The facility lacks sufficient medical supplies and a capable medical staff. VCBR only has one medical doctor on staff, and the doctor does not even work in the facility full-time. The medical staff consists almost entirely of licensed practical nurses, who are significantly less qualified than registered nurses, and their assistants; and they often fail to perform their jobs up to par. Temperatures taken by nurses have been recorded at as low as 93.3, low enough to be classified as hypothermic. However, nurses will not re-take a resident’s temperature unless questioned, which negates the effectiveness of temperature checks altogether. Similar negligence has been shown in the testing and quarantine of the people imprisoned at the facility. The facility groups people into “pods” to help slow the spread of the virus, but the manner in which they go about utilizing the pods to combat COVID is exceedingly irresponsible. After testing positive for the virus, the shadow prisoner is moved to the pod with the highest rate of infection. However, not everyone in that pod tested positive for the virus, thus the administration is deliberately putting those who are healthy within that pod at a greater risk of exposure. Furthermore, those who were tested and moved to the quarantine pod stayed within their pod for five days while awaiting their results, yet the facility opted not to re-test those who were in the same pod and exposed to the virus during that time span. Upon re-testing on the 21st, Dr.Brown, the facility’s one medical doctor, told nurses that if any pod had more than five to six positive tests to send those cases back to their pods, further mixing positive and negative cases. The facility does not have the space to implement adequate social distancing and quarantining standards, and they are knowingly endangering the lives of everyone inside.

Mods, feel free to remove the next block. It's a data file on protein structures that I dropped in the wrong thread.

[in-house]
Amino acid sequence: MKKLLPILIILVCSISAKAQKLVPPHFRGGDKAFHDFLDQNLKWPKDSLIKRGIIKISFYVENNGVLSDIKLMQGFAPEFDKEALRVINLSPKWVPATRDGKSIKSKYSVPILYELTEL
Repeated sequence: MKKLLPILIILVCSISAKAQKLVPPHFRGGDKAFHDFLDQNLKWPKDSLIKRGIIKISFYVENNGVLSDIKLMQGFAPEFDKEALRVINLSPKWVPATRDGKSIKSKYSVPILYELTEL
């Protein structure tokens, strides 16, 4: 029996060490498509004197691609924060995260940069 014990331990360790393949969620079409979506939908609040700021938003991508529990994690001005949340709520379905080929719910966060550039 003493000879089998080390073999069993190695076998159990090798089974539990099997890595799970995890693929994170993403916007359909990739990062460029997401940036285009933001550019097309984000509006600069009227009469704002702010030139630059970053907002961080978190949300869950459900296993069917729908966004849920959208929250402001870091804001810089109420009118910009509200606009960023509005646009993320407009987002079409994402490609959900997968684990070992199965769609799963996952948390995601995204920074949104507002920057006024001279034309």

The shadow prison has used the outbreak as an excuse to impose many injustices upon the facility’s “residents.” The facility confines people to their pods for obscene amounts of time, rarely allowing them to leave. They have also slowed the delivery of mail and ceased the delivery of packages to those detained within the facility, despite there being no evidence that the coronavirus is being spread through the mail system. Since people within the facility cannot receive packages from outside vendors, shadow prisoners have essentially no method of getting stamps to send out letters. Additionally, VCBR is no longer facilitating the transfer of funds into people’s phone accounts, meaning they have virtually no way of making outgoing phone calls. The facility is limiting people to one five minute phone call weekly, essentially their only contact with the outside world.